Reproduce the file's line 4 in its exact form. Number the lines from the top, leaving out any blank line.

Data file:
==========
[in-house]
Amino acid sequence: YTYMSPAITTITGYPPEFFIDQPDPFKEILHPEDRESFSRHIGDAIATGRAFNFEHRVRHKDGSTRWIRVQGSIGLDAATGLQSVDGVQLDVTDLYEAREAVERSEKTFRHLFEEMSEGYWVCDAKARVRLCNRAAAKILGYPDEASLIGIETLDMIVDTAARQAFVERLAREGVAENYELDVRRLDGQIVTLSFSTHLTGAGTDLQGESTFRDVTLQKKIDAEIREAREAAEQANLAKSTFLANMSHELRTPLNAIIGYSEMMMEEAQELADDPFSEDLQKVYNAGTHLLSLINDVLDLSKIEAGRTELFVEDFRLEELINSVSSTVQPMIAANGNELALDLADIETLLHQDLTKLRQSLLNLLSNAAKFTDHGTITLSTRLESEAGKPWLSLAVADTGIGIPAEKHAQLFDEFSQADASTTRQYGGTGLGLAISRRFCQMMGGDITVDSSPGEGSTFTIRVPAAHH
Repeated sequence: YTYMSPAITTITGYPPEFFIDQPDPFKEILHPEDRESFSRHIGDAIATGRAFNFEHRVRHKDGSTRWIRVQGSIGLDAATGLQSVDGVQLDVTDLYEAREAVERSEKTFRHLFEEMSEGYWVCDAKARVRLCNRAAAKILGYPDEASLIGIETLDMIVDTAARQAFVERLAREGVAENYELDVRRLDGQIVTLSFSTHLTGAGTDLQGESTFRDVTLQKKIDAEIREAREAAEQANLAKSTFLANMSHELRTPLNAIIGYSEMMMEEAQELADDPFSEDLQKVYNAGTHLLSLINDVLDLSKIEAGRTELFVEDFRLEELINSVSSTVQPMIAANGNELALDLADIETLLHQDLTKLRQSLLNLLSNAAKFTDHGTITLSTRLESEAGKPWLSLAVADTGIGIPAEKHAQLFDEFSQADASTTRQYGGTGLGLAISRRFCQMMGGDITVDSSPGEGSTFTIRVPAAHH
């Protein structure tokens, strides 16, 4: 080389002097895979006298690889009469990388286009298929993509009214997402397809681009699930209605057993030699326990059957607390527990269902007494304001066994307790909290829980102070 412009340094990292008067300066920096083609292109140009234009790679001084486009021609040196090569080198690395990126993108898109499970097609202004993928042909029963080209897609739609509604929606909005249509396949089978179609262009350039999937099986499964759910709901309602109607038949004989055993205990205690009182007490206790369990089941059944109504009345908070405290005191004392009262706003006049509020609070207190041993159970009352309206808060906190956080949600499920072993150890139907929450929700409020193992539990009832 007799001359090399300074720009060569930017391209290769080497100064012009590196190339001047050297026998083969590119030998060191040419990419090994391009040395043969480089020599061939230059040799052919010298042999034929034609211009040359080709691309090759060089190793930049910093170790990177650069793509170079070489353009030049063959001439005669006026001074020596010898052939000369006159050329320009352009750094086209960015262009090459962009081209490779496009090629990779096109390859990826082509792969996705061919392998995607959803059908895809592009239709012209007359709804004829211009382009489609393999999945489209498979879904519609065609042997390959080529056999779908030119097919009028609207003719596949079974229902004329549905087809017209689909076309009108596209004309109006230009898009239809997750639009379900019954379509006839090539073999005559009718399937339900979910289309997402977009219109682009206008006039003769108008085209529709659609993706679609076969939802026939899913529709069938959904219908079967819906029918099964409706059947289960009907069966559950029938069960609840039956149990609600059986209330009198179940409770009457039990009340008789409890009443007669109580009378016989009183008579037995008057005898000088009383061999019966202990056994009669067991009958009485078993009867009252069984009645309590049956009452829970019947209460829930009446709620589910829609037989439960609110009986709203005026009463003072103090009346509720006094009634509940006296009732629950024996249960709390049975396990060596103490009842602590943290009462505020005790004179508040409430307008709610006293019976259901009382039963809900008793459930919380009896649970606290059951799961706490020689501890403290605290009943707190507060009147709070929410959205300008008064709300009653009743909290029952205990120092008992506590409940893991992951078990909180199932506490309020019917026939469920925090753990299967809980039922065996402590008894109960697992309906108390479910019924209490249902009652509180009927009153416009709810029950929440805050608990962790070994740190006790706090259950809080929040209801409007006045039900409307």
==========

């Protein structure tokens, strides 16, 4: 080389002097895979006298690889009469990388286009298929993509009214997402397809681009699930209605057993030699326990059957607390527990269902007494304001066994307790909290829980102070 412009340094990292008067300066920096083609292109140009234009790679001084486009021609040196090569080198690395990126993108898109499970097609202004993928042909029963080209897609739609509604929606909005249509396949089978179609262009350039999937099986499964759910709901309602109607038949004989055993205990205690009182007490206790369990089941059944109504009345908070405290005191004392009262706003006049509020609070207190041993159970009352309206808060906190956080949600499920072993150890139907929450929700409020193992539990009832 007799001359090399300074720009060569930017391209290769080497100064012009590196190339001047050297026998083969590119030998060191040419990419090994391009040395043969480089020599061939230059040799052919010298042999034929034609211009040359080709691309090759060089190793930049910093170790990177650069793509170079070489353009030049063959001439005669006026001074020596010898052939000369006159050329320009352009750094086209960015262009090459962009081209490779496009090629990779096109390859990826082509792969996705061919392998995607959803059908895809592009239709012209007359709804004829211009382009489609393999999945489209498979879904519609065609042997390959080529056999779908030119097919009028609207003719596949079974229902004329549905087809017209689909076309009108596209004309109006230009898009239809997750639009379900019954379509006839090539073999005559009718399937339900979910289309997402977009219109682009206008006039003769108008085209529709659609993706679609076969939802026939899913529709069938959904219908079967819906029918099964409706059947289960009907069966559950029938069960609840039956149990609600059986209330009198179940409770009457039990009340008789409890009443007669109580009378016989009183008579037995008057005898000088009383061999019966202990056994009669067991009958009485078993009867009252069984009645309590049956009452829970019947209460829930009446709620589910829609037989439960609110009986709203005026009463003072103090009346509720006094009634509940006296009732629950024996249960709390049975396990060596103490009842602590943290009462505020005790004179508040409430307008709610006293019976259901009382039963809900008793459930919380009896649970606290059951799961706490020689501890403290605290009943707190507060009147709070929410959205300008008064709300009653009743909290029952205990120092008992506590409940893991992951078990909180199932506490309020019917026939469920925090753990299967809980039922065996402590008894109960697992309906108390479910019924209490249902009652509180009927009153416009709810029950929440805050608990962790070994740190006790706090259950809080929040209801409007006045039900409307």